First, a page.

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Free Download to Enhance your Tishah B’Av

by yossi August 08, 2011

The destruction of the Six Million is our own generation’s stark connection to the eternal Tishah B’Av. Two great and inspiring spiritual leaders of our time, The Bobover Rebbe and Rav Shimon Schwab composed Kinnos lamenting and memorializing the unspeakable tragedy. Adopted by many congregations worldwide, these painful laments are read on Tishah B’Av.
Excerpted from the NEW Schottenstein Edition Interlinear Kinnos / Tishah B’Av Siddur.

On Tishah B ’Av, it is customary to study the interpersonal conflicts which led to the ruin of the Second Temple. One well-known source comes from the Schottenstein Edition Talmud Bavli Tractate Gittin, pages 55b-56a.


A Tishah B’Av Message

The Antidote to the Destruction

In the very well known teaching of the Sages, the Second Temple was destroyed because our nation suffered from baseless hatred. Indeed, the period was characterized by factionalism and strife, The rabbinic leadership urged their people to maintain a good relationship with the powerful Roman occupiers, and the militant factions that not only wanted to fight the Romans, but also warred among themselves. The result was the Roman brutality that crushed the nation and destroyed the Temple.

Many classic commentators have asserted that since the destruction resulted from sin’as chinam – baseless hatred — hatred without cause, then the ultimate redemption will be brought about by love without cause. As one of the great Chassidic masters taught, “G-d loves the greatest sinner more than we love the greatest tzaddik.” What we must do is to tolerate, help and love one another, helping the needy, fostering unity, and drawing the distant closer to Torah and service of G-d.

Rabbi Yonasan Eibeschutz, one of the greatest minds of recent centuries, gave a novel interpretation of the “baseless hatred” of those tortured times. He wrote in his classic Ya’aros Devash that it is inconceivable that Jews did not feed the needy and nurse the sick. Jewish benevolence and philanthropy is not a new phenomenon. Such kindness is our legacy from the Patriarchs and Matriarchs, and has been in Jewish genes from the days of Abraham and Sarah. The generation of the destruction may have suffered from political and ideological conflict, but surely not from apathy and cruelty to those in need. How then did the hatred express itself?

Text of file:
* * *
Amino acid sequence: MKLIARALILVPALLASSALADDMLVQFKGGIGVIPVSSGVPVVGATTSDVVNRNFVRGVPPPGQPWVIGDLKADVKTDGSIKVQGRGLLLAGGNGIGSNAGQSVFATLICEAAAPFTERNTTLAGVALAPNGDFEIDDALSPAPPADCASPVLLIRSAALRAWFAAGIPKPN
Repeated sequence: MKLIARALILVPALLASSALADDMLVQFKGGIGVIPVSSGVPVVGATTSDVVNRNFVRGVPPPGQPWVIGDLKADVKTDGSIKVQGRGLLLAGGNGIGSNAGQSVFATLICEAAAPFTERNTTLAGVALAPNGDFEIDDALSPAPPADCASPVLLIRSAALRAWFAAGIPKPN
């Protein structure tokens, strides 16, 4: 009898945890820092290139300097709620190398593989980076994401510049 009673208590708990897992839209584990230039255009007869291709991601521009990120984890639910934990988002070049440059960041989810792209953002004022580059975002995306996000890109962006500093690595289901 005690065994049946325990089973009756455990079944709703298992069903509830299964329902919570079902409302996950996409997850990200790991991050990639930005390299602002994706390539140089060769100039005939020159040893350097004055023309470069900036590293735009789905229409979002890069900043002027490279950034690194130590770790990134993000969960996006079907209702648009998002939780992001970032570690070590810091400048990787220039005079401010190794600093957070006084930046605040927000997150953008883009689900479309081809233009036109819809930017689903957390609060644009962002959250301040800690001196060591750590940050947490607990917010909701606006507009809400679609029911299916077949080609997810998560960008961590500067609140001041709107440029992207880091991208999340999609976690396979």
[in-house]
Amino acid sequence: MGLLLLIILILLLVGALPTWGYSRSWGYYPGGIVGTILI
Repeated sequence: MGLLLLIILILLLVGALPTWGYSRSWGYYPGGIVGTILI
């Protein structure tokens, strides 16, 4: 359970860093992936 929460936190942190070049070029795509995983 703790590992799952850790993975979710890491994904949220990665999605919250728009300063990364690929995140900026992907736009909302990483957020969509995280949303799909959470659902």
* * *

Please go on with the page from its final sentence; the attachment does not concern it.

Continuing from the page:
The Ya’aros Devash maintains that jews were indifferent to the spiritual poverty of “outsiders.” Instead of reaching out to the spiritually famished, most Jews tended to “mind their own business” and feel no responsibility to bring Torah and mitzvos to their brethren. That is not what we normally call hatred, but in the truest sense it was extreme hatred, because no nation – especially our nation – can long thrive if it is morally and “culturally” empty. To the Jewish people, “culture” means Torah, and when people ignore the communal responsibility to disseminate its study, they are starving their brethren of spiritual nourishment. It is like feeding an entire nation on a tasty diet on saturated fats, sodium, and sugar.

On Tishah B’Av, as we mourn the loss of the Beis Hamikdash and long for the coming of Mashiach, let us also resolve to bring the Torah and the beauty of Jewish tradition to our brethren wherever they are. Thanks to the generosity of friends and supporters like you, the Mesorah Heritage Foundation is your agent in doing so. When we see people on planes and trains studying the Talmud, when we see synagogues filled with people developing a new understanding of prayer, when we see a burgeoning interest in Torah study and observance, even when we see children reading stories that have a positive Torah message, we are seeing the antidote to the spiritual animosity that has been a bane of life for too long. There is much, much more to do, but thanks to you, the scholars and editors of the Foundation are making powerful inroads. Many people speak of a Torah revolution. The revolution is yours.

May we all merit the day when Tishah B’Av will be a day of joy, the day when we celebrate the end of the galus – and may it be speedily, in our time.

Rabbi Nosson Scherman Rabbi Meir Zlotowitz


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